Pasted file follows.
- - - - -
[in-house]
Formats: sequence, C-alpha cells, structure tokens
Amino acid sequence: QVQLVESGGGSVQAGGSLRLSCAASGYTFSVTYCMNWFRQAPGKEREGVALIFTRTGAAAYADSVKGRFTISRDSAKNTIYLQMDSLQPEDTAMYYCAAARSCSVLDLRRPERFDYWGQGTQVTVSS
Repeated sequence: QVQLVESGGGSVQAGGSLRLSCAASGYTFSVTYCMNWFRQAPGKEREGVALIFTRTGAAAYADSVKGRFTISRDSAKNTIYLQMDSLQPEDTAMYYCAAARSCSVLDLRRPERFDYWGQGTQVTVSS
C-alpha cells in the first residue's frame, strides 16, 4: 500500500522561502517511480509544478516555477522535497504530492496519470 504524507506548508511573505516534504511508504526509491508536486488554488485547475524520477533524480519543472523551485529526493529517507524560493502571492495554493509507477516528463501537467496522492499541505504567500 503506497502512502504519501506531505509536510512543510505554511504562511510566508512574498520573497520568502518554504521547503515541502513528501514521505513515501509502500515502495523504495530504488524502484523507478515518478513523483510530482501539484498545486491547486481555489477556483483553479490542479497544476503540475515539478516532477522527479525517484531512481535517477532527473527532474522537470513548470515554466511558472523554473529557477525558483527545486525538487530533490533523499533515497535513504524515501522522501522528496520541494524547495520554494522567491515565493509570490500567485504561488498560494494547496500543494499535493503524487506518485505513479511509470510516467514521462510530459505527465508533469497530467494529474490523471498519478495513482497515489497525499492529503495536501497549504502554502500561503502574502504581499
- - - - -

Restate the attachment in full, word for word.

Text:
[in-house]
Formats: sequence, C-alpha cells, structure tokens
Amino acid sequence: QVQLVESGGGSVQAGGSLRLSCAASGYTFSVTYCMNWFRQAPGKEREGVALIFTRTGAAAYADSVKGRFTISRDSAKNTIYLQMDSLQPEDTAMYYCAAARSCSVLDLRRPERFDYWGQGTQVTVSS
Repeated sequence: QVQLVESGGGSVQAGGSLRLSCAASGYTFSVTYCMNWFRQAPGKEREGVALIFTRTGAAAYADSVKGRFTISRDSAKNTIYLQMDSLQPEDTAMYYCAAARSCSVLDLRRPERFDYWGQGTQVTVSS
C-alpha cells in the first residue's frame, strides 16, 4: 500500500522561502517511480509544478516555477522535497504530492496519470 504524507506548508511573505516534504511508504526509491508536486488554488485547475524520477533524480519543472523551485529526493529517507524560493502571492495554493509507477516528463501537467496522492499541505504567500 503506497502512502504519501506531505509536510512543510505554511504562511510566508512574498520573497520568502518554504521547503515541502513528501514521505513515501509502500515502495523504495530504488524502484523507478515518478513523483510530482501539484498545486491547486481555489477556483483553479490542479497544476503540475515539478516532477522527479525517484531512481535517477532527473527532474522537470513548470515554466511558472523554473529557477525558483527545486525538487530533490533523499533515497535513504524515501522522501522528496520541494524547495520554494522567491515565493509570490500567485504561488498560494494547496500543494499535493503524487506518485505513479511509470510516467514521462510530459505527465508533469497530467494529474490523471498519478495513482497515489497525499492529503495536501497549504502554502500561503502574502504581499